ANU survey finds Australian overseas aid now seen to be less effective


The last few years have heralded significant changes to Australia's foreign aid program. The standalone aid agency, AusAID, was integrated into the Department of Foreign Affairs and Trade. The aid budget faced the largest cuts ever in its history.

These changes have not been without consequence and a new survey of almost 500 aid experts and practitioners points to the serious risks now facing the Australian aid program.

The 2015 Australian Aid Stakeholder Survey is the second such survey of Australian aid experts and practitioners undertaken by aid think-tank, the Development Policy Centre, based at The Australian National University. The first survey was held in 2013, prior to the integration of AusAID and the large aid cuts. The second survey was carried out in the second half of 2015.

The survey was targeted at those who are most knowledgeable about the Australian aid program: the leaders of NGOs and businesses who implement the aid program, as well as government officials and academics interested in aid.

The results do contain some good news for the aid program. In particular, the majority of stakeholders continue to believe that Australian aid is effective. But this view is not as widely shared as in 2013. And, whereas in 2013 most stakeholders thought the effectiveness of our aid was improving, now most think it is worsening. The majority now rate Australian aid as less effective than aid from the average Western donor, again a reversal from 2013.


Some of the increased dissatisfaction is due to the massive budget cuts of 2015. Funding predictability is now viewed as the biggest weakness of Australian aid. But the survey results also make it clear that the concerns of stakeholders are not just about the budget.

Stakeholders perceive a loss of strategic clarity, and a reduced emphasis on helping the poor versus an increased emphasis on Australia's own interests.

About three quarters of respondents view staff expertise as a weakness of the aid program – up from half in 2013 – and say that the merger with DFAT has had a negative impact on aid staff effectiveness.

Transparency and community engagement have gone from being strengths of the aid program to weaknesses. In 2013, only one quarter of respondents saw aid transparency as a weakness. Now three quarters do.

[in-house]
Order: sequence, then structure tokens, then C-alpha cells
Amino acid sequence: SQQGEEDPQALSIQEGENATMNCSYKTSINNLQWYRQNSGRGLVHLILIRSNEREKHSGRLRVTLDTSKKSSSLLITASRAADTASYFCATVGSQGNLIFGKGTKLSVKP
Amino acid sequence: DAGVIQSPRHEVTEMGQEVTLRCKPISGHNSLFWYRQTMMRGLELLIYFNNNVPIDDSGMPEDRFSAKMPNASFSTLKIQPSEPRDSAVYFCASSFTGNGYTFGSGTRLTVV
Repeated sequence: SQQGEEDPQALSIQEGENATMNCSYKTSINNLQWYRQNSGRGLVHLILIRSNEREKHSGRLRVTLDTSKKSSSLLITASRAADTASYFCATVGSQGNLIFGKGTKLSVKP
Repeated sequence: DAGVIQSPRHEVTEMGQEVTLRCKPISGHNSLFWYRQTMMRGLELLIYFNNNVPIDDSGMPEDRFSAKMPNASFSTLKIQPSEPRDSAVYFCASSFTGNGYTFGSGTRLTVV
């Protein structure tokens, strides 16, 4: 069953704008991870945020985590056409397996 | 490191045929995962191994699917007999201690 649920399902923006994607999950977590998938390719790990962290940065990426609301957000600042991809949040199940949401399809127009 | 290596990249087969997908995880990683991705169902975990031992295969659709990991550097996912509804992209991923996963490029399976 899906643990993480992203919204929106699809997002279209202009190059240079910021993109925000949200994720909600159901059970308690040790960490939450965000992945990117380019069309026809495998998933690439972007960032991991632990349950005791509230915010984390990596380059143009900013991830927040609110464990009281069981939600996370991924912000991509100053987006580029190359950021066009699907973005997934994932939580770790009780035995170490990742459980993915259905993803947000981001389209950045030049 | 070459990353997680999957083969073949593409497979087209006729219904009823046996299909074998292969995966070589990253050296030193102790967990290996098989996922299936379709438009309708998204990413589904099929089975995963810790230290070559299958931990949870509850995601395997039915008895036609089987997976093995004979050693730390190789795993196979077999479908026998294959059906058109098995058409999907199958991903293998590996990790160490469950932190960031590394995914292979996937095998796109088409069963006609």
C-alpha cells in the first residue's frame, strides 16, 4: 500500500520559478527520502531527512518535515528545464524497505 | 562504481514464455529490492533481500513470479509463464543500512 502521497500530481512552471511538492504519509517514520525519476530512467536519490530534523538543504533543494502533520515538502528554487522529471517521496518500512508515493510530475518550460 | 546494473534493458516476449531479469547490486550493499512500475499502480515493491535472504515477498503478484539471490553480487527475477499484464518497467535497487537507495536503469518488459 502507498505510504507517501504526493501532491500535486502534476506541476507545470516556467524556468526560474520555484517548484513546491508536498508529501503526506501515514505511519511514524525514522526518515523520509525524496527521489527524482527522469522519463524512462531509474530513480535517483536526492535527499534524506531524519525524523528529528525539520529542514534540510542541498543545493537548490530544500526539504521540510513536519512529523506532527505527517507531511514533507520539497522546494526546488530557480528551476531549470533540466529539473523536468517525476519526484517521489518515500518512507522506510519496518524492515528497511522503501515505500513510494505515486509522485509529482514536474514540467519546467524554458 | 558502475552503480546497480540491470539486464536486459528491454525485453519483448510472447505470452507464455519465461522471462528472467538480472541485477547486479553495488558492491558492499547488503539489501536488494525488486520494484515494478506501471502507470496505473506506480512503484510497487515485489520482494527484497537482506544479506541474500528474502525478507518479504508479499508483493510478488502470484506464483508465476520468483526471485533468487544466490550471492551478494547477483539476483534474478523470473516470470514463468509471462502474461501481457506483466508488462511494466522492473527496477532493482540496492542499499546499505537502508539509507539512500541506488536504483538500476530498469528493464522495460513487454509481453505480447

These results have some important policy implications. While some of these areas are ones where we do see progress (there is noticeably more aid information on the DFAT website in recent months), clearly much more is needed.

First and foremost, further aid cuts scheduled for this year (an additional $224 million) should be averted, not least because they will play further havoc with funding predictability.

The government needs to convince the Australian public that aid is still primarily about helping poor people in developing countries.

The Department of Foreign Affairs should replenish the stocks of aid expertise that were severely depleted by the large number of AusAID staff leaving in the wake of the merger, and make it easier for its staff to specialise in aid policy and management, a complex area with its own demanding requirements of skill and experience.

The government needs to come up with a new aid Transparency Charter – like the one we had back in 2011, but which has since been allowed to languish – and hold itself accountable to the standards set by it.

Finally, Foreign Minister Julie Bishop and newly-appointed Minister for International Development and the Pacific Steven Ciobo must do more to communicate to the public the importance and successes of the Australian aid program.

Our aid stakeholder survey is proving to be a useful tool for accountability and learning, and we plan to implement the survey again in another two years.

Overall, the survey provides valuable and constructive feedback to the government on what it needs to do to restore confidence in and improve the effectiveness of Australian aid. Those surveyed are those trusted to implement the Australian aid program. Their warnings should be heeded.

Dr Terence Wood is a research fellow, Camilla Burkot a research officer, and Professor Stephen Howes the director of the Development Policy Centre, Crawford School of Public Policy, The Australian National University.

The full survey report, Australian aid: signs of risk – the 2015 Australian aid stakeholder survey, will be launched at the 2016 Australasian aid conference at ANU on Thursday, February 11.